The chaotic US band’s “classic lineup” convenes for the first time in over 15 years...
The chaotic US band’s “classic lineup” convenes for the first time in over 15 years…
When US indie institution Matador celebrated its 21st birthday with a mini-festival in the unlikely surroundings of Las Vegas’s Palms Hotel & Casino in October 2010, the big draw was not the last ever Pavement reunion show, nor Sonic Youth’s Sister-heavy set, nor even the possibility of finding yourself at the blackjack table with one of Superchunk. No, the biggest clamour of the weekend was reserved for the reformation of a greying, beer-swilling bar band from Dayton, Ohio.
Guided By Voices are a group who still command a great deal of affection, spawning numerous tribute acts (Gilded By Vices, anyone?) and websites dedicated to chronicling their every recorded note (no mean feat – side projects included, there are upwards of 1500 GBV songs in circulation). It’s not so hard to understand the appeal: Guided By Voices songs are typically short and catchy with endearingly daft titles, recorded just primitively enough to deter the casual listener; their vast catalogue rewards the retentive fan; and bandleader Robert Pollard is an avuncular have-a-go frontman who flies the flag for middle-aged Joe Schmoes everywhere.
For a period in the mid-90s, it felt like there was a new Guided By Voices record every week, crammed with pithy lo-fi pop missives called things like “Tractor Rape Chain” and “Big Chief Chinese Restaurant”. Even if they weren’t all classics, the band’s extreme prolificacy transmitted an infectious enthusiasm. Live shows were celebratory affairs, with sets lasting up to three hours and Pollard acting out his rock star fantasies by scissor-kicking his way across the stage, soaked in beer and sweat.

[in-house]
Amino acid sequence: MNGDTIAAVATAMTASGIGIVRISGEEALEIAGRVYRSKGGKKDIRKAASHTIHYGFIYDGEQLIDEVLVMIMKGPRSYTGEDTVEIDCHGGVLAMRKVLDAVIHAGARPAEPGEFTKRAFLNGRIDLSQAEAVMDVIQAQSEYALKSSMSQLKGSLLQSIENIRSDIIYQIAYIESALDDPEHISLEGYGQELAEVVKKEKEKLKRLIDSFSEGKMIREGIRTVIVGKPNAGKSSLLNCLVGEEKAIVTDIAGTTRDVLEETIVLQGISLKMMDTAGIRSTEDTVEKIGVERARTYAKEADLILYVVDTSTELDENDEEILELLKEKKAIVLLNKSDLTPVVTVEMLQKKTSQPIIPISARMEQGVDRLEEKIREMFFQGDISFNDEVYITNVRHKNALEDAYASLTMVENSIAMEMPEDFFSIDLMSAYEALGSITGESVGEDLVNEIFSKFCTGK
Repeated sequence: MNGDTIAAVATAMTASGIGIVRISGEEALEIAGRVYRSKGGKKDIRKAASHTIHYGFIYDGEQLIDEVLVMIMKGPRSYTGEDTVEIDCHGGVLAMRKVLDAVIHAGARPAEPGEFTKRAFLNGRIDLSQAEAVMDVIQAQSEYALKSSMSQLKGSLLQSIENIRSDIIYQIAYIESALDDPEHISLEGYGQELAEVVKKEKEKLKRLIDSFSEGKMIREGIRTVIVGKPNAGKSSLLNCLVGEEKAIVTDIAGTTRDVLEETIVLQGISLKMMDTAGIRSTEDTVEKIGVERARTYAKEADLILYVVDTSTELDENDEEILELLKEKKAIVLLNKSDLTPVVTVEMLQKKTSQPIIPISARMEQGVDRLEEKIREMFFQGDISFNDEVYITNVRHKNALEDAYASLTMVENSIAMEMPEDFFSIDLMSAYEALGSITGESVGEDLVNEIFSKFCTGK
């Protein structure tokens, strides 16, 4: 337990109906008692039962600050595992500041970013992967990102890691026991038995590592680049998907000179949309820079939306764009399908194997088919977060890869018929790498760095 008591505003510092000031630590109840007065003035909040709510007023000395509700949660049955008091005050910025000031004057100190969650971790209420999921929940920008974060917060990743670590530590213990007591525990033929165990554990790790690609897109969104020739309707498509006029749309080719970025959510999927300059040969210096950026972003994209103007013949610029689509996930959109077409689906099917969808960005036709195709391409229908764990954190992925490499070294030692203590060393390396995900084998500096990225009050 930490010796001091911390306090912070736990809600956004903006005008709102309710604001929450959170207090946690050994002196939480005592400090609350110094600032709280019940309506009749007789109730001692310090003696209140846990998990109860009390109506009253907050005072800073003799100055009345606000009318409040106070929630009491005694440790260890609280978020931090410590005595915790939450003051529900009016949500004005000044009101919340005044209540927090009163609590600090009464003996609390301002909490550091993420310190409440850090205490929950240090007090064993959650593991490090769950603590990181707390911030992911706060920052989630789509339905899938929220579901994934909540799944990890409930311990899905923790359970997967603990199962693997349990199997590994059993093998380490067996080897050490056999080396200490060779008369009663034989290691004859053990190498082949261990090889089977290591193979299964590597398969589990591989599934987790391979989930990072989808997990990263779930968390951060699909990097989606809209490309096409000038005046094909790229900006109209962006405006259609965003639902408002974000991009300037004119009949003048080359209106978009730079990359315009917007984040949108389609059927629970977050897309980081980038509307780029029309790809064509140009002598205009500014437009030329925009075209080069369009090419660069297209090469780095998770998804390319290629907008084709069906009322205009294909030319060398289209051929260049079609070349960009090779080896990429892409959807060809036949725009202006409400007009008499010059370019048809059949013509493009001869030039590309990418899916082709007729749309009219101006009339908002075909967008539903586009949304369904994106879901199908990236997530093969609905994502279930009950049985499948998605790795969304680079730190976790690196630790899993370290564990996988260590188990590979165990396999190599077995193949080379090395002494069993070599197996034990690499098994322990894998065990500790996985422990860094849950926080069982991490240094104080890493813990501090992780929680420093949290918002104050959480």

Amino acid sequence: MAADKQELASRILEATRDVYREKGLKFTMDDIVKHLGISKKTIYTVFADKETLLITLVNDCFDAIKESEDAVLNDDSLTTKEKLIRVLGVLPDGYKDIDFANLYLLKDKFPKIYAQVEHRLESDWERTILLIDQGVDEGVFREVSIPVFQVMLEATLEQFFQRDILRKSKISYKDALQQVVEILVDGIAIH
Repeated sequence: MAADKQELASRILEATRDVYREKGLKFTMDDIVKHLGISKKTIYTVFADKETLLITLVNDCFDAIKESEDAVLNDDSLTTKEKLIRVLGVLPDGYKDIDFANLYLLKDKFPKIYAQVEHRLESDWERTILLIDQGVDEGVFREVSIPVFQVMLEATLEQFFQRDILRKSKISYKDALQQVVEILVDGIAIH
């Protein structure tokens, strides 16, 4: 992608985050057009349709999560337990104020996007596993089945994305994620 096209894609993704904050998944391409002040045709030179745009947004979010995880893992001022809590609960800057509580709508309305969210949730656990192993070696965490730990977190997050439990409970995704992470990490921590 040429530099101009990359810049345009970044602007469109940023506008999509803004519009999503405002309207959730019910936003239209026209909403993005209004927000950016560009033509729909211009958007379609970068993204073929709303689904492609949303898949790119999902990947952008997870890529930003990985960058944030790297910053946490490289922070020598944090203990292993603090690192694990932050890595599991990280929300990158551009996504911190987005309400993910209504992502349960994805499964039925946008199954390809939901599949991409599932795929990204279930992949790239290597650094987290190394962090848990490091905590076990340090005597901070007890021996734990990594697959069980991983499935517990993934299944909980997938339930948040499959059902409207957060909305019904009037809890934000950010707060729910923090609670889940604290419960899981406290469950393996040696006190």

Several slicker incarnations of Guided By Voices soldiered on until 2004, but it’s the reformation of the “classic” mid-90s line-up – Robert Pollard, multi-instrumentalist Tobin Sprout, guitarist Mitch Mitchell, drummer Kevin Fennell, bassist Greg Demos and studio member Jim Pollard – that has got the die-hards frothing. Following the success of the Matador 21 show and subsequent reunion tour, the “classic line-up” decided to make an album together for the first time since 1996’s Under The Bushes, Under The Stars.
In an attempt to recapture some of the patchwork lo-fi charm of 1994’s breakthrough album Bee Thousand, Let’s Go Eat The Factory is entirely home-recorded. Yet despite the familiar set-up, this is no lazy retread of minor past glories. “Chocolate Boy”, “Doughnut For A Snowman” and “The Unsinkable Fats Domino” are typically succinct melodic gems, but elsewhere Guided By Voices appear to be getting gnarlier in their old age.
Opener “Laundry And Lasers” offers a terse volley of strafing drone rock. The three-minute “Imperial Racehorsing” – an epic by GBV’s former standards – is a thrilling psychedelic churn, complete with sizzling guitar wig-outs. The deconstructed rock weirdness of “The Big Hat And Toy Show” sounds like something from the Not Not Fun label, or an early Royal Trux record. It’s not quite what we were expecting, but it’s not unwelcome either.
On the flipside, the deployment of the ersatz string sounds from a child’s keyboard and a cavalier approach to playing and singing in key renders several numbers unlistenable. But the joy of any Guided By Voices release is that you’re on to the next song soon enough.
It was always widely assumed that GBV’s experimental flourishes were a bit of a smokescreen for their lack of technique. But this record is deliberately confounding, suggesting that the reformed band are not content to just turn up and play the expected role of idiot uncles. Let’s Go Eat The Factory is not a brilliant album in and of itself, but it does cast Guided By Voices in a slightly different light: more than just a quirky sideshow, perhaps we ought to view their whole career as a prolonged act of rock’n’roll subversion.